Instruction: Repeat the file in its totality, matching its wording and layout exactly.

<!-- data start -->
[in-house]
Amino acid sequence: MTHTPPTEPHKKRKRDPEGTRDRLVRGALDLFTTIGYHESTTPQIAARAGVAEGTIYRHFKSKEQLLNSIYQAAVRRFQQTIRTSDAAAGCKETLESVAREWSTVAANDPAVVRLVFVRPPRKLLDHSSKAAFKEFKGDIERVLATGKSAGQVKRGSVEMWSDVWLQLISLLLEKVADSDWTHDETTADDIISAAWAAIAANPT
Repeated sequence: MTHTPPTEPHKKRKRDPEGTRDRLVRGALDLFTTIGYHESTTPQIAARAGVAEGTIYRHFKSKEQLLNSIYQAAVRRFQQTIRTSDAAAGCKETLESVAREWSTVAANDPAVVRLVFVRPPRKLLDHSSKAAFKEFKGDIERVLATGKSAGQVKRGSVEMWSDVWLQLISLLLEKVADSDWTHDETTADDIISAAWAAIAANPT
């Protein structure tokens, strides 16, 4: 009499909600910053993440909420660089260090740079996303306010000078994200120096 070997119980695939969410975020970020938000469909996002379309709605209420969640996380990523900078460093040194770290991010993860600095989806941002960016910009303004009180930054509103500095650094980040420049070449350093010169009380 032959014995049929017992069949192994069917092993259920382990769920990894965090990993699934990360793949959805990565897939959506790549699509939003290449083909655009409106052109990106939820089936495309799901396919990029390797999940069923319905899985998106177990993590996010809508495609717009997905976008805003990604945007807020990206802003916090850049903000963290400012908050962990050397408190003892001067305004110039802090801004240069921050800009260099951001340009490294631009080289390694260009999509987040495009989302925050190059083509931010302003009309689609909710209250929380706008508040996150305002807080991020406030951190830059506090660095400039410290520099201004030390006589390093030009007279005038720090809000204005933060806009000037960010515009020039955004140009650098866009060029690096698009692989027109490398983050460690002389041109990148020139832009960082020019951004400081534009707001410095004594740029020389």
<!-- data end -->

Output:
[in-house]
Amino acid sequence: MTHTPPTEPHKKRKRDPEGTRDRLVRGALDLFTTIGYHESTTPQIAARAGVAEGTIYRHFKSKEQLLNSIYQAAVRRFQQTIRTSDAAAGCKETLESVAREWSTVAANDPAVVRLVFVRPPRKLLDHSSKAAFKEFKGDIERVLATGKSAGQVKRGSVEMWSDVWLQLISLLLEKVADSDWTHDETTADDIISAAWAAIAANPT
Repeated sequence: MTHTPPTEPHKKRKRDPEGTRDRLVRGALDLFTTIGYHESTTPQIAARAGVAEGTIYRHFKSKEQLLNSIYQAAVRRFQQTIRTSDAAAGCKETLESVAREWSTVAANDPAVVRLVFVRPPRKLLDHSSKAAFKEFKGDIERVLATGKSAGQVKRGSVEMWSDVWLQLISLLLEKVADSDWTHDETTADDIISAAWAAIAANPT
């Protein structure tokens, strides 16, 4: 009499909600910053993440909420660089260090740079996303306010000078994200120096 070997119980695939969410975020970020938000469909996002379309709605209420969640996380990523900078460093040194770290991010993860600095989806941002960016910009303004009180930054509103500095650094980040420049070449350093010169009380 032959014995049929017992069949192994069917092993259920382990769920990894965090990993699934990360793949959805990565897939959506790549699509939003290449083909655009409106052109990106939820089936495309799901396919990029390797999940069923319905899985998106177990993590996010809508495609717009997905976008805003990604945007807020990206802003916090850049903000963290400012908050962990050397408190003892001067305004110039802090801004240069921050800009260099951001340009490294631009080289390694260009999509987040495009989302925050190059083509931010302003009309689609909710209250929380706008508040996150305002807080991020406030951190830059506090660095400039410290520099201004030390006589390093030009007279005038720090809000204005933060806009000037960010515009020039955004140009650098866009060029690096698009692989027109490398983050460690002389041109990148020139832009960082020019951004400081534009707001410095004594740029020389």